. . . posts on faith and life
Yes, my therapist is still out of town. So, last night I ate dinner with Louis Morgan. It was great. What started out as a quick study break turned out to be nearly 3 hours of excited exchanges, giddy reactions, and good fellowship. It was one of those nights where one of us nearly got all serious and leaned in over the table with big eyes and said in a spittle-filled whisper, “If we stick together man, we could change this thing! We could change this whole freaking church!” Luckily we both resisted the “drugged out hippie-with-a-cause speech” and neither of us have anything to feel embarrassed about today. Still, we talked about a lot of good stuff.
That included a certain set of issues about which there seems to be a VERY significant disparity among various ministers, members, and attendees of CoG churches. The pattern generally, but certainly not completely, follows a pattern of age. So, for example, there are some things that in the mind of older ministers and members are absolutely set-in-stone part-of-our-identity not-worth-wasting-your-breath talking about types of issues. Yet, the younger ministers and members not only have the opposite view of the issue, they seem largely out of touch with the traditional stance on the issue and the fireworks they would likely set off if they tried to seriously have the conversation. I’m a little concerned about how out of touch with one another these two ends of the spectrum seem to be.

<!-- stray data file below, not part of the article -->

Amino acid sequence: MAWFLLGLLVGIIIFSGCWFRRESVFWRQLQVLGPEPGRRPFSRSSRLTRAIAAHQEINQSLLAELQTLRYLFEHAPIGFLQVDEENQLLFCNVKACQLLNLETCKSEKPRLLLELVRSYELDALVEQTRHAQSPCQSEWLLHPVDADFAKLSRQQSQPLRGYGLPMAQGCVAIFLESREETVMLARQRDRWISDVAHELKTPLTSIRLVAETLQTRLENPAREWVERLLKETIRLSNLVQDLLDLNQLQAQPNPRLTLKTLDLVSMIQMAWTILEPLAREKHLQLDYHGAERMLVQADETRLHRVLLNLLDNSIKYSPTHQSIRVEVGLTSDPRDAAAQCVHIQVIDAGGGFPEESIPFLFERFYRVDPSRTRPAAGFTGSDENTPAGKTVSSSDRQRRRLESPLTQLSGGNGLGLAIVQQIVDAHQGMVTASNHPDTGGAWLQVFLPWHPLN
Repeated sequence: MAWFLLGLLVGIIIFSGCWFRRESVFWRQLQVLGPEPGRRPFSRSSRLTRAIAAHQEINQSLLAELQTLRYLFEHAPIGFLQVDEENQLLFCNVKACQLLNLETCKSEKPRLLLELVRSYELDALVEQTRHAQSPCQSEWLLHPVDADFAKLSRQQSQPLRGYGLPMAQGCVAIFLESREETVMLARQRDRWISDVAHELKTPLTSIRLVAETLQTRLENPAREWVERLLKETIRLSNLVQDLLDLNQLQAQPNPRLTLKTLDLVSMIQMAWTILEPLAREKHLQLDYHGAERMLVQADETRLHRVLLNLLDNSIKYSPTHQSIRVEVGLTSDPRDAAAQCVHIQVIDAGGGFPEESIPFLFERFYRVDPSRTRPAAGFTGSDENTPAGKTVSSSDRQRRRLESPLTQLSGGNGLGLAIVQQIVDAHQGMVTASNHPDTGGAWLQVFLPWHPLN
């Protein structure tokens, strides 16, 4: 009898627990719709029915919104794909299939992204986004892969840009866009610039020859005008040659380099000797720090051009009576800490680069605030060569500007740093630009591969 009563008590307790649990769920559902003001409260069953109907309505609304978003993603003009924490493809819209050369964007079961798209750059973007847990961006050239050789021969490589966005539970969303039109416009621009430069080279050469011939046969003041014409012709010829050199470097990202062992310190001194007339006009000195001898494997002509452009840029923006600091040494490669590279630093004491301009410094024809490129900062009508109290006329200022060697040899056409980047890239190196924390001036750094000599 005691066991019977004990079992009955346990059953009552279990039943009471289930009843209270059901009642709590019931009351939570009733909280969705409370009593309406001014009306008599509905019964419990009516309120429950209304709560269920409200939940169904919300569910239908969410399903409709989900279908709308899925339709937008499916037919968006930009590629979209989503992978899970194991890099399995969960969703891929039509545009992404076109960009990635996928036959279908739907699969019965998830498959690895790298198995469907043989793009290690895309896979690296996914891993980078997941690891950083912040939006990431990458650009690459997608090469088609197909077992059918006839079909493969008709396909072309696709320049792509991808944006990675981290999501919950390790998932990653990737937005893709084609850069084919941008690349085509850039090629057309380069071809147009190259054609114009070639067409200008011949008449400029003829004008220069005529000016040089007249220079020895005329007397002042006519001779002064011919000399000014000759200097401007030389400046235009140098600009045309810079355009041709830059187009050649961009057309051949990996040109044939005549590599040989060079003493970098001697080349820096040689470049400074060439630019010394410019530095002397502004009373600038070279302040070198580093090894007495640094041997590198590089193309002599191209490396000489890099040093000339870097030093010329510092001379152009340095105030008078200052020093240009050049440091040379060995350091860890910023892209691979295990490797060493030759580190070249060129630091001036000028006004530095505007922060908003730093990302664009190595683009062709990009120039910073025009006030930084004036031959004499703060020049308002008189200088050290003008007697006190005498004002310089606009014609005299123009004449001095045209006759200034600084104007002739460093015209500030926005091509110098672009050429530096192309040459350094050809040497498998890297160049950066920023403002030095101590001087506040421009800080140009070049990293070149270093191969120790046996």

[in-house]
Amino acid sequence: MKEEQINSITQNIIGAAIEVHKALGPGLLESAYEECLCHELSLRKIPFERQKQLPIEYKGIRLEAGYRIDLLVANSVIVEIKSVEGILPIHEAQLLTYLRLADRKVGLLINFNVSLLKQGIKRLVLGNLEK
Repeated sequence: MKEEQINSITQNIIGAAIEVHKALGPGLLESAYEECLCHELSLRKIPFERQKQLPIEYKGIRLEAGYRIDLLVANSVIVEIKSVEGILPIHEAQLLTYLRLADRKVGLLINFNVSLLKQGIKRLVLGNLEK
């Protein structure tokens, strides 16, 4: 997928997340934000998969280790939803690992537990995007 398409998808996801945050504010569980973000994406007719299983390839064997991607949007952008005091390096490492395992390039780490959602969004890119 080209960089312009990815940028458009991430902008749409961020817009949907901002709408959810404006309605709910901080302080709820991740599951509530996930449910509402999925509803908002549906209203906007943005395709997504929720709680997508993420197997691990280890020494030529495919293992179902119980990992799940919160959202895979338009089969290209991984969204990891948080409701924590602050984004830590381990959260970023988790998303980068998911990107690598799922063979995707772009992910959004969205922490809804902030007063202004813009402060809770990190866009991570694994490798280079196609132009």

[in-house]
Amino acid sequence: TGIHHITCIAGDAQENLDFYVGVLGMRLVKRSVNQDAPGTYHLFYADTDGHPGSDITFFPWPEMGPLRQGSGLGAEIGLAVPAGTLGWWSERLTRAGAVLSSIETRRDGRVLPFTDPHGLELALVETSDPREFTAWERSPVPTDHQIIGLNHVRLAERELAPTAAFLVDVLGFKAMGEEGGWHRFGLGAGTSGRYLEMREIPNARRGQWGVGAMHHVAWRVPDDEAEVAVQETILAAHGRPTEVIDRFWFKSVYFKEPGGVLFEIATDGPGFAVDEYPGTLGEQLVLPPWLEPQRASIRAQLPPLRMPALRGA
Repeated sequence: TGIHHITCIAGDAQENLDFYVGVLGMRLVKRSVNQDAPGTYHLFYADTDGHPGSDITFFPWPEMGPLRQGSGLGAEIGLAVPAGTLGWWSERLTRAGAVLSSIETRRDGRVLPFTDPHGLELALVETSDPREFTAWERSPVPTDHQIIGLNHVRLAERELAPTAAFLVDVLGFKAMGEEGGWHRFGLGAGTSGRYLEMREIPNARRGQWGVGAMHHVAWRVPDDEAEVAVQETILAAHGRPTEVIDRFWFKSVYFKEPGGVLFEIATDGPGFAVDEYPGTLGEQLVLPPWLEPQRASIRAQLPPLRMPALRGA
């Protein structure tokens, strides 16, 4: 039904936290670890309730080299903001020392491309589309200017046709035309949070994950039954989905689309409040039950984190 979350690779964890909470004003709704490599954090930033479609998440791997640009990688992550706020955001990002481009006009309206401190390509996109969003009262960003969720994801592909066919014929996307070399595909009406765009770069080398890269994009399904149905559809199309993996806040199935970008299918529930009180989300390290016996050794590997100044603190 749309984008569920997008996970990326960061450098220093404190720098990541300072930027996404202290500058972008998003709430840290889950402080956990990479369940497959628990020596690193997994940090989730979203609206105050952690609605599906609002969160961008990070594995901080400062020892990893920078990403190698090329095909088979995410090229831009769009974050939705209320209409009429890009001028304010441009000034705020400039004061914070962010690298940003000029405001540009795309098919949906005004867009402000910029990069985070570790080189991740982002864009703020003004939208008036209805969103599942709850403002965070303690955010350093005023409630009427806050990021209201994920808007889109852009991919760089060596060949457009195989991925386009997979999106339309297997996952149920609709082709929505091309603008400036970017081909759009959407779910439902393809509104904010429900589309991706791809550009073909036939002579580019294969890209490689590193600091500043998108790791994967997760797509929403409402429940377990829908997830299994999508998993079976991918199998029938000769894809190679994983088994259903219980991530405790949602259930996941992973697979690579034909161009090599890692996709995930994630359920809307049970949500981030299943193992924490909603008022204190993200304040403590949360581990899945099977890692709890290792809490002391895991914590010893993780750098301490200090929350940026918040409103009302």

What’s an example of one of these issues? Alcohol. It’s probably good right now that many of the younger (I’m not talking about the youth group, I’m talking about under 40) members, especially the college kids, don’t actually seem to know what type of reaction they would get on discussing this issue. That would make some of them determined to have the discussion, and I’m not sure we’re quite ready to have that discussion on the “official” level.
There are others of course. I would include any sort of restriction on women in the ministry and speaking in tongues as “the initial evidence.” What’s unique about the alcohol issue is that there is actually room in our current statements to teach that consumption in moderation is completely acceptable. But not many people seem to know that. I have asked many young ministers what they think the church’s “official” stance on the issue is and they almost always say, “That it’s a sin to do it at all.” Well, that’s not our official stance. Our official stance is a commitment that reads: “We will practice temperance in behavior and will abstain from activities and attitudes which are offensive to our fellowman or which lead to addiction or enslavement.” I think that’s a great commitment, and there’s actually plenty of room for interpretation in it. I was surprised when I first realized that that was the closest we currently come to advocating total abstinence from alcohol. (NOTE: Tom Rosson pointed out that I was incorrect about this–see the discussion in the comments to this post).
I think those (alcohol, women in ministry, tongues as initial evidence) are three issues that currently have the potential to divide the church. It’s kind of embarrassing to say that. I know of a handful of non-coggers that read my musings. And I think they are probably kind of shocked to read that. Maybe I’m wrong. Maybe we can handle talking about those issues. Maybe those issues would not divide the church as much as I think. We’ll see.
Anyway, Louis and I agreed that those three seemed to mark a significant generation gap. What do you think? Are there more issues than those three?